NRL News

8th Circuit upholds Arkansas’ moratorium on surgical abortions during COVID-19 pandemic

by | Apr 22, 2020

Second time in three days appeals court upholds protective state order

By Dave Andrusko

Using language as restrained as it could muster, a three-judge panel of the 8th U.S. Circuit Court of Appeals this morning dissolved District Judge Kristine Baker’s temporary restraining order that had created “an exemption for surgical abortions from the Arkansas Department of Health’s April 3, 2020 directive mandating that all non-medically necessary surgeries be postponed while the COVID-19 emergency is ongoing,” to quote from the response of the Arkansas Attorney General’s office. “With the Eighth Circuit’s decision, there is no longer a judge-made exemption for surgical abortions. Every non-medically necessary surgery must be postponed. The Eighth Circuit also confirmed the procedurally suspect nature of allowing abortion providers to hand-pick the judge that hear their cases.”

Arkansas Attorney General Leslie Rutledge added, All medically unnecessary surgeries must be postponed, and this decision affirms that surgical abortions do not get special treatment.” The Eighth Circuit, she concluded, “agreed with Arkansas that the district court committed a clear abuse of discretion in creating a carve-out from state law for surgical abortions.”

As NRL News Today reported on Monday, the 5th U.S. Circuit Court of Appeals ruled that “medication” [chemical] abortions could be restricted in Texas while the state fights the coronavirus pandemic.” As Texas Right to Life has explained that, according to data from 2017, chemical abortions account for  31.6% of all abortions in Texas, “totaling over 17,000 deaths per year.” 

Those abortions, which if delayed would push the pregnancy beyond the 22-week state cutoff for abortions in Texas, remained permissible.

The 8th Circuit relied heavily on the reasoning found in portions of the 5th Circuit’s decision, principally because their respective district judges came to the same pro-abortion conclusions. For example, Judge Baker insisted that the state’s directive was an “outright ban” on all previability abortions. 

Not so.

First, the directive does not apply to medication abortions, which are available in Arkansas up to 10 weeks LMP. Moreover, contrary to the district court’s finding, the directive does not operate as an outright ban on previability abortions for women who are past 10 weeks LMP or for whom medication abortion is contraindicated. 

In addition, the requirements are not “infinite” the court noted. On March 11, Governor Asa Hutchinson signed Executive Order 20-03, directing the Arkansas Department of Health (ADH) to “do everything reasonably possible to respond to and recover from the COVID-19 virus.” On April 3, a directive from the ADH required that all non-medically necessary surgeries be postponed. The current state of emergency can last only 60 days—no longer than May 10, 2020, “unless renewed by the Governor of Arkansas.”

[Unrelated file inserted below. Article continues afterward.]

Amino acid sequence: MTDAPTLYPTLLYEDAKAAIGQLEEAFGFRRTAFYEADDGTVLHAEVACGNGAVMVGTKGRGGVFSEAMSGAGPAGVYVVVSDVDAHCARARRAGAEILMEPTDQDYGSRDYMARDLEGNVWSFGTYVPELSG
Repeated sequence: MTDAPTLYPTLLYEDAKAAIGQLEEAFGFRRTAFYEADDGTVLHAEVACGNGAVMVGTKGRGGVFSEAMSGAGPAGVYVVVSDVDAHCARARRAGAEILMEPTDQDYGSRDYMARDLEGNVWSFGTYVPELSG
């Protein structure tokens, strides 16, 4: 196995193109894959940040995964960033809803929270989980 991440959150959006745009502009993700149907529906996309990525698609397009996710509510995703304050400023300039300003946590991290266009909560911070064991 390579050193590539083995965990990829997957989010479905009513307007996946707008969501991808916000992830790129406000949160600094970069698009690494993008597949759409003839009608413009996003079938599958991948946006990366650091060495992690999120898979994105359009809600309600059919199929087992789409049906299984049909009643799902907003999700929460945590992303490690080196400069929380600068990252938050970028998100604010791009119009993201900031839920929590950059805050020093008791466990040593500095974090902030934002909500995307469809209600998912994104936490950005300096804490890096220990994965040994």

The appeals court panel found numerous and sundry shortcomings in Judge Baker’s 22-page order. To list a representative sample…

*“Now [because of Baker’s TRO], unlike all other surgical procedures, Arkansas cannot proscribe non-emergency surgical abortions in its effort to conserve PPE and to limit social contact.“

*” In reaching this conclusion, however, the court [Baker] failed to meaningfully apply the Supreme Court’s framework for reviewing constitutional challenges to state actions taken in response to a public health crisis. Such a failure constitutes a clear abuse of discretion.” Ouch.

* “[T]he claim that non-emergency surgical abortions actually further the State’s public health goals by reducing the demand for PPE [Personal Protection Equipment] required for pre-natal care and delivery and reducing the burden on hospitals occasioned by continued pregnancies and childbirths is a policy argument, and the judiciary may not [quoting a previous decision] ‘second-guess the state’s policy choices in crafting emergency public health measures.’ …For these reasons, and on this record, we conclude that the ADH directive bears a real and substantial relation to the State’s interest in protecting public health in the face of the COVID-19 pandemic.”

* Referring to the Supreme Court’s decision in the  1992 case of Planned Parenthood v. Casey, ”We find that, in its perfunctory analysis of Casey’s undue burden standard, the district court committed clear abuses of discretion and, further, usurped the functions of the state government by second-guessing the State’s policy choices in responding to the COVID-19 pandemic.” Ouch times two.

That’s just for starters. AG Rutledge’s reference to “hand-pick[ing] the judge that hear their cases” was well-taken. The litigants piggybacked this challenge onto an unrelated case that “challenged the constitutionality of three separate abortion-related laws in Arkansas,” the panel noted. It drolly added, “Unlike the ADH directive, none of those laws seek to limit surgical abortions on the basis of the COVID-19 pandemic.”

NRL News Today will keep you up to date on how pro-abortionists continue to attempt to exploit the COVID-19 pandemic for their own anti-life purposes.

Categories: Judicial